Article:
“Sedatives & Hypnotics”, Dead Meadow @Galeria Zé Dos Bois, Lisbon (POR) – 11/10 Live Report
Bands that have the word ‘Dead’ on their name are always quite apealling to me. One combination that works pretty well for me is Dead Meadow. It evokes something that was menacing a long time ago but now, it’s all dead fields and wasteland. Not in a post nuclear apocalypse way but more an after war regeneration of still life nature.
With that in mind, I went to see DC’s trio Dead Meadow. I was quite keen on checking them out live. For me, Dead Meadow stand apart from the stoner cesspool of sub-Kyuss imitators. They are slow, heavy and deeply psychedelic. Not in an exaggerated way but more in a sedated way.
The backdrop for the show was like a full moon of a Fillmore era lightshow. As I arrived at the venue, the first notes were being played so it was like I was entering a state of hypnosis that got stronger as I reached the actual hall were the shows happen at the seminal Galeria Zé Dos Bois in Lisbon.
Starting out with a long instrumental song, you got sucked into a colourful hole of sound that breezes like soft wind on a sunny Autumn afternoon. Mark Laughlin’s drums and Steve Kille’s bass set the pace for that stroll and Jason Simon’s guitar is the gentle wind the combs your hair. As they segue forth with a sung song, the voice emerges, drowsy as the music and deeper you fall into slumber. From that moment onwards, it’s a lesson in hypnosis and everybody is a Grade-A student.
Dead Meadow are slow and sludgy but not in a Sabbath way. Imagine all the bands you know from the 60’s and 70’s are heavily sedated and you start getting the picture. So heavily sedated that even on songs like ‘Sleepy Silver Door’, Dead Meadow sounded like a drowsier version of themselves. Midway through the set there was a more uptempo song that gave a boost of energy to the show and, in my opinion, the Meadow could use a bit more of that to jolt the audience’s focus back to their longer jams.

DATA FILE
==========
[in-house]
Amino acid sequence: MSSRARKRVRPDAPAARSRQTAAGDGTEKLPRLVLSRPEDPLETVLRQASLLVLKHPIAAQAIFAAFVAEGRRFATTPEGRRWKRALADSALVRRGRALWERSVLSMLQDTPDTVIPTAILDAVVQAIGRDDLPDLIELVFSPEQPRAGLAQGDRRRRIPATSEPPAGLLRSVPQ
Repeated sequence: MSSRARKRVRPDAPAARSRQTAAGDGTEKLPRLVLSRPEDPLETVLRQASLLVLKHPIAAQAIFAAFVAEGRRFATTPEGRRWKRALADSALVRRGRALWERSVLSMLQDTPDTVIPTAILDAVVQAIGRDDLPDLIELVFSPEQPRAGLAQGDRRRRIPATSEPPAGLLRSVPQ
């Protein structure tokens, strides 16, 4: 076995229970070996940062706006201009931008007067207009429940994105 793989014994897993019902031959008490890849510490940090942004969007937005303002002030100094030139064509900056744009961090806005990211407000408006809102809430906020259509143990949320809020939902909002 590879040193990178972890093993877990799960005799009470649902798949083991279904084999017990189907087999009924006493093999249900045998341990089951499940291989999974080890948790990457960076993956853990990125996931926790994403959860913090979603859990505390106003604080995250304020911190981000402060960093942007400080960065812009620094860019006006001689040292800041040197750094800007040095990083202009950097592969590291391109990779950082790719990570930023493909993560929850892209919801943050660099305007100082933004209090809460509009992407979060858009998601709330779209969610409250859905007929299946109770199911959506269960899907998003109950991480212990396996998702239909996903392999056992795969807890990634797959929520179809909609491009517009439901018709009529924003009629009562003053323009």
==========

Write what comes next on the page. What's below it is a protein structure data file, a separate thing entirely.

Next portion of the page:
Luckily, we were graced with the return of original drummer Mark Laughlin. It was like witnessing a high school drop-out reunion and a teenage feel lingers as if we were watching grown up men that never really grew up and still do what they started doing in 1998 with the same gusto, focus and motivation. Such was the teenager feel that it was skates ahoy time for Sleepy Sliver Door.When Dead Meadow played the introductorian song for their first record, a surprising number of skaters lifted their boards up in respect.
In the end, Granchester it was not but it felt like a California Sun soaked walk in the meadows and the sedation and hypnosis lingered on and on with a nice buzz and no nightmarish flashbacks.
– Carlos Ferreira